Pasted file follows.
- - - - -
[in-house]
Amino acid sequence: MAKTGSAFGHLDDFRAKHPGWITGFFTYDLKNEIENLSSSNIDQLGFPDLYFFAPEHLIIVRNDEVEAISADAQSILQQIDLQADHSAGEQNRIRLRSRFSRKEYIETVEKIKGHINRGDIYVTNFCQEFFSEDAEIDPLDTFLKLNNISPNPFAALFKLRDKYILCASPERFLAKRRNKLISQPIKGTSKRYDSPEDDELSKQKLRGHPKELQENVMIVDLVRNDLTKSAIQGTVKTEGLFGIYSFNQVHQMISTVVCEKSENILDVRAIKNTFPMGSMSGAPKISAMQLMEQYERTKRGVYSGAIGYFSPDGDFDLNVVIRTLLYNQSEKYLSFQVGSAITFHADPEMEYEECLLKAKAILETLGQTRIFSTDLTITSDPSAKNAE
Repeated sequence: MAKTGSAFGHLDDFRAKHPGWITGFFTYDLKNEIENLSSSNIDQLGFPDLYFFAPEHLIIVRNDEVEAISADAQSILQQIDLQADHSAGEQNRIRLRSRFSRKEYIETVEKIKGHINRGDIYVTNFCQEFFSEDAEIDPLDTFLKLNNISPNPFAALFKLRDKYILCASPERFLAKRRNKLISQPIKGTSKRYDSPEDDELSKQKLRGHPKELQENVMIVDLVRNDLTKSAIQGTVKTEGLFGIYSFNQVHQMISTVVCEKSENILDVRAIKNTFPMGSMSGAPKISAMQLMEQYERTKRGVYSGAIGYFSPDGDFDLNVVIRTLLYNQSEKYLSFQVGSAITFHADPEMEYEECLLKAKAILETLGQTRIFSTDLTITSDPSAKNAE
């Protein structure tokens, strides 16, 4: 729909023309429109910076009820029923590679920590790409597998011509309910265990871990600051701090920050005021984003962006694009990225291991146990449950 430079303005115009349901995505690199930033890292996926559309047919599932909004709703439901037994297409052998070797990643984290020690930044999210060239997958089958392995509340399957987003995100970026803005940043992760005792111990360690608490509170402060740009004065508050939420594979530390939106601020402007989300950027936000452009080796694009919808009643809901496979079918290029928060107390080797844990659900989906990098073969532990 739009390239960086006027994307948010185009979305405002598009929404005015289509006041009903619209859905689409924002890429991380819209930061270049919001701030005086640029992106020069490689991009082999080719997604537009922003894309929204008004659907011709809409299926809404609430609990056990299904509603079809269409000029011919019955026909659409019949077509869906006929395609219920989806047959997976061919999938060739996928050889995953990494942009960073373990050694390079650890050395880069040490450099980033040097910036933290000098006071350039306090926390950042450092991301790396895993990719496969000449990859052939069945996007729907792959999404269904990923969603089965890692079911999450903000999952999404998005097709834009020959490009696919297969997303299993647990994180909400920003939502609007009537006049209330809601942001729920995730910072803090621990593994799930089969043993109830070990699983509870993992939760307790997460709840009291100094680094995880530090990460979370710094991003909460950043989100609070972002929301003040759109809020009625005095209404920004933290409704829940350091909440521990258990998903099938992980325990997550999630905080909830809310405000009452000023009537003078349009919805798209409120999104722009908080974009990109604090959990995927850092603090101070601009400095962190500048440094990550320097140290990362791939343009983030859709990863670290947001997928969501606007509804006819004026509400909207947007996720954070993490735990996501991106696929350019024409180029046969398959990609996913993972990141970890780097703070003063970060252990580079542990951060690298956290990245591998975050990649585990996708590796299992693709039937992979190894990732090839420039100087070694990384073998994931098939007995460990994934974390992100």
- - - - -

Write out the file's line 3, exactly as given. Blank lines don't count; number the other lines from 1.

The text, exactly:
Repeated sequence: MAKTGSAFGHLDDFRAKHPGWITGFFTYDLKNEIENLSSSNIDQLGFPDLYFFAPEHLIIVRNDEVEAISADAQSILQQIDLQADHSAGEQNRIRLRSRFSRKEYIETVEKIKGHINRGDIYVTNFCQEFFSEDAEIDPLDTFLKLNNISPNPFAALFKLRDKYILCASPERFLAKRRNKLISQPIKGTSKRYDSPEDDELSKQKLRGHPKELQENVMIVDLVRNDLTKSAIQGTVKTEGLFGIYSFNQVHQMISTVVCEKSENILDVRAIKNTFPMGSMSGAPKISAMQLMEQYERTKRGVYSGAIGYFSPDGDFDLNVVIRTLLYNQSEKYLSFQVGSAITFHADPEMEYEECLLKAKAILETLGQTRIFSTDLTITSDPSAKNAE